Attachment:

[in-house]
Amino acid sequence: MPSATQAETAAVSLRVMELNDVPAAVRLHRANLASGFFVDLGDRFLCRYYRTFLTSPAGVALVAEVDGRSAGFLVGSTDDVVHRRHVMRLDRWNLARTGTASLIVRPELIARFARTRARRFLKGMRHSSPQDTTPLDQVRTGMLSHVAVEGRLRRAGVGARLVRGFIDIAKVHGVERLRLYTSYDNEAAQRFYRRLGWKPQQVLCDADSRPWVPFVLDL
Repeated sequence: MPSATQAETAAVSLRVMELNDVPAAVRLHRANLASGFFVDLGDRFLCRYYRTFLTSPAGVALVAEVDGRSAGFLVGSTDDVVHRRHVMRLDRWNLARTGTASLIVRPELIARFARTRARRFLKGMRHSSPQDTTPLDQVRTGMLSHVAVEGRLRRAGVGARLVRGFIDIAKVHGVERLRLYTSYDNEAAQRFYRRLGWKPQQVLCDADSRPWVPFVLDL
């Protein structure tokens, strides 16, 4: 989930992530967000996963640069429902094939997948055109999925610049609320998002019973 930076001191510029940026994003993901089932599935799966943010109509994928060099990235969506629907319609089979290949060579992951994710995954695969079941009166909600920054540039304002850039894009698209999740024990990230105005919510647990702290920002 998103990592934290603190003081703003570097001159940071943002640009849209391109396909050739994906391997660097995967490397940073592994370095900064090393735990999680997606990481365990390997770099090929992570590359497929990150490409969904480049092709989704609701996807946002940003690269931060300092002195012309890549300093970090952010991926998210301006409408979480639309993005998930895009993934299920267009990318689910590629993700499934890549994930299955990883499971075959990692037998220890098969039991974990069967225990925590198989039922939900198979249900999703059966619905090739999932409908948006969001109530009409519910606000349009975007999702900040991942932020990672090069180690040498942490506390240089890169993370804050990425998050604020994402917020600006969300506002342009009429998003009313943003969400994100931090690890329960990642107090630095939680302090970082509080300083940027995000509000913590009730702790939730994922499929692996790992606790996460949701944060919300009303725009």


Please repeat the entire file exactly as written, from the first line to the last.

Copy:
[in-house]
Amino acid sequence: MPSATQAETAAVSLRVMELNDVPAAVRLHRANLASGFFVDLGDRFLCRYYRTFLTSPAGVALVAEVDGRSAGFLVGSTDDVVHRRHVMRLDRWNLARTGTASLIVRPELIARFARTRARRFLKGMRHSSPQDTTPLDQVRTGMLSHVAVEGRLRRAGVGARLVRGFIDIAKVHGVERLRLYTSYDNEAAQRFYRRLGWKPQQVLCDADSRPWVPFVLDL
Repeated sequence: MPSATQAETAAVSLRVMELNDVPAAVRLHRANLASGFFVDLGDRFLCRYYRTFLTSPAGVALVAEVDGRSAGFLVGSTDDVVHRRHVMRLDRWNLARTGTASLIVRPELIARFARTRARRFLKGMRHSSPQDTTPLDQVRTGMLSHVAVEGRLRRAGVGARLVRGFIDIAKVHGVERLRLYTSYDNEAAQRFYRRLGWKPQQVLCDADSRPWVPFVLDL
């Protein structure tokens, strides 16, 4: 989930992530967000996963640069429902094939997948055109999925610049609320998002019973 930076001191510029940026994003993901089932599935799966943010109509994928060099990235969506629907319609089979290949060579992951994710995954695969079941009166909600920054540039304002850039894009698209999740024990990230105005919510647990702290920002 998103990592934290603190003081703003570097001159940071943002640009849209391109396909050739994906391997660097995967490397940073592994370095900064090393735990999680997606990481365990390997770099090929992570590359497929990150490409969904480049092709989704609701996807946002940003690269931060300092002195012309890549300093970090952010991926998210301006409408979480639309993005998930895009993934299920267009990318689910590629993700499934890549994930299955990883499971075959990692037998220890098969039991974990069967225990925590198989039922939900198979249900999703059966619905090739999932409908948006969001109530009409519910606000349009975007999702900040991942932020990672090069180690040498942490506390240089890169993370804050990425998050604020994402917020600006969300506002342009009429998003009313943003969400994100931090690890329960990642107090630095939680302090970082509080300083940027995000509000913590009730702790939730994922499929692996790992606790996460949701944060919300009303725009």